The second part of El-Gamaa focuses on the conflict between Nasser and the Brotherhood, especially with Sayed Qotb whose ideologies were said to initiate violence. Can you elaborate on that?
Qotb worked for years at the Ministry of Education, hence with the government, with aims to be promoted to minister. When this seemed impossible, he switched sides and joined the Brotherhood where he became chief editor of their magazine. Qotb’s ideas and books were mostly influenced by the ideas of the Pakistani Abul A’la Maududi.
Unlike stories about him being tortured in prison, Qotb spent most of his incarceration at the prison’s hospital due to his health conditions. Due to their friendship since the days that preceded the 1952 revolution, President Nasser gave orders that books and publications are permitted to reach Qotb during his imprisonment. However, Qotb conspired twice with the Brotherhood to assassinate President Nasser.
The first was during the famous El-Mansheya incident in 1954 that resulted in his imprisonment. Qotb was let out of prison by the end of 1964 at the request of Iraqi Prime Abdel- Salam Arif, for only eight months before being arrested again in August 1965 and accused of plotting to overthrow the state. These events will be dramatically depicted in the second part.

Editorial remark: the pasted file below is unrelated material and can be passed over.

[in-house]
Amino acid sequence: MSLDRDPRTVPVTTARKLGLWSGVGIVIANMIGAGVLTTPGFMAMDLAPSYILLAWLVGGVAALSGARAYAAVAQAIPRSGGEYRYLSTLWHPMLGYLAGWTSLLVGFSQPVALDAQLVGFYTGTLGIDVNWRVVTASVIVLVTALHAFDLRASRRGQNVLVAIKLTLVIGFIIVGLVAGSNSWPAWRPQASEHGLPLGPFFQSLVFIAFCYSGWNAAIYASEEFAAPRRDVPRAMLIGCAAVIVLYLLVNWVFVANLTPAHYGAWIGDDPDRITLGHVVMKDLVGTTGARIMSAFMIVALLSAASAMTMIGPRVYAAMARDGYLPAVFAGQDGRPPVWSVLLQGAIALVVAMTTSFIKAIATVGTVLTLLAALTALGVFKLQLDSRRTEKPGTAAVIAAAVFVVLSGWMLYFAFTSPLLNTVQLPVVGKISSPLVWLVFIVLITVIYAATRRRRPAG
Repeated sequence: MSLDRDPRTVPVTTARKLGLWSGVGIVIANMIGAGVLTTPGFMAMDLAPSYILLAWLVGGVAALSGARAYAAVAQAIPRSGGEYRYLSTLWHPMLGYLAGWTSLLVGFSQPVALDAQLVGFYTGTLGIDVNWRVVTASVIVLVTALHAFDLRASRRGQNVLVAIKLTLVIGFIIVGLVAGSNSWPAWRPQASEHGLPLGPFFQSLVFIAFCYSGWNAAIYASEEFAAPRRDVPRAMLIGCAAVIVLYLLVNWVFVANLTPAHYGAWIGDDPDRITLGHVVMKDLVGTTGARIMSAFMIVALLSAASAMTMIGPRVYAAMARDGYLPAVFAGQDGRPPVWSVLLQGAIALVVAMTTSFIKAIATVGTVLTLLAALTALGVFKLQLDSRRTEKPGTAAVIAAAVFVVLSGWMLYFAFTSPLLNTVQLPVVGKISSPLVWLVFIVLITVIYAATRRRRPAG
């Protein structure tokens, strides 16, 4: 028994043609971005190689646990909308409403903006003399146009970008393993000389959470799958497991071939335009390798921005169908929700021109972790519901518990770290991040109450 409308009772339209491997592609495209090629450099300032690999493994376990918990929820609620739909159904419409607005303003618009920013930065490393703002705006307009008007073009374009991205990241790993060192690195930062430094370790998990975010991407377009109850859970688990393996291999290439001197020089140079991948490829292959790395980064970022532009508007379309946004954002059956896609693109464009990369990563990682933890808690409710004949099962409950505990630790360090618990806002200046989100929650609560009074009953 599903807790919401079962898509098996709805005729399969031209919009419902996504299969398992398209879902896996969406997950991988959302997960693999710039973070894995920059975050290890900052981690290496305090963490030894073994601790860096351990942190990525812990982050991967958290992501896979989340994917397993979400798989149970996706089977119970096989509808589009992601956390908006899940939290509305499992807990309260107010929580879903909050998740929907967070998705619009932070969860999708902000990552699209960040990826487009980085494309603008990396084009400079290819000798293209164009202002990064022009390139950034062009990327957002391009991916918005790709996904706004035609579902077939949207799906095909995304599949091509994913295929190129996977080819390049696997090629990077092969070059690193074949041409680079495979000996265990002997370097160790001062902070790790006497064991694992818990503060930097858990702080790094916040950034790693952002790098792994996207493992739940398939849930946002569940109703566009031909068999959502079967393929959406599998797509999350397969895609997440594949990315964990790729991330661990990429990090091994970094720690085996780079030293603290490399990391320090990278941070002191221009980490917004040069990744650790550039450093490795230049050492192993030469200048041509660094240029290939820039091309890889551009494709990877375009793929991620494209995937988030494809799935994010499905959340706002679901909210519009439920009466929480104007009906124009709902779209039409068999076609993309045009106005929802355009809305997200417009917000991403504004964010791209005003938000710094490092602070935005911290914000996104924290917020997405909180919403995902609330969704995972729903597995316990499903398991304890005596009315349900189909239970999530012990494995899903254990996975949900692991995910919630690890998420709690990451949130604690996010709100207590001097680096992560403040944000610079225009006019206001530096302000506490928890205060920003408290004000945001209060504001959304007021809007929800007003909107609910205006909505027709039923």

What’s the importance of El-Gamaa during our current times?
El-Gamaa is not your regular television series. It is a challenge; I must rewrite history in an adequate dramatic form that can be digested by a wide range of viewers, regardless of their age or culture. It took an incredible effort to research and write the episodes. The first part of El-Gamaa introduced the viewer to their origins and the second part will continue to do so. I think that all the events of the first part were brought to life during the period of Morsi’s presidency from 2012 to 2013: The part where people had delusions about the Brotherhood being good religious people who wanted Islam to prevail and then finally discovered the truth. They are not a religious group but they are a political and economic group. The Muslim Brotherhood has a very strong economy within Egypt that can, until today, compete with the local economy of the country.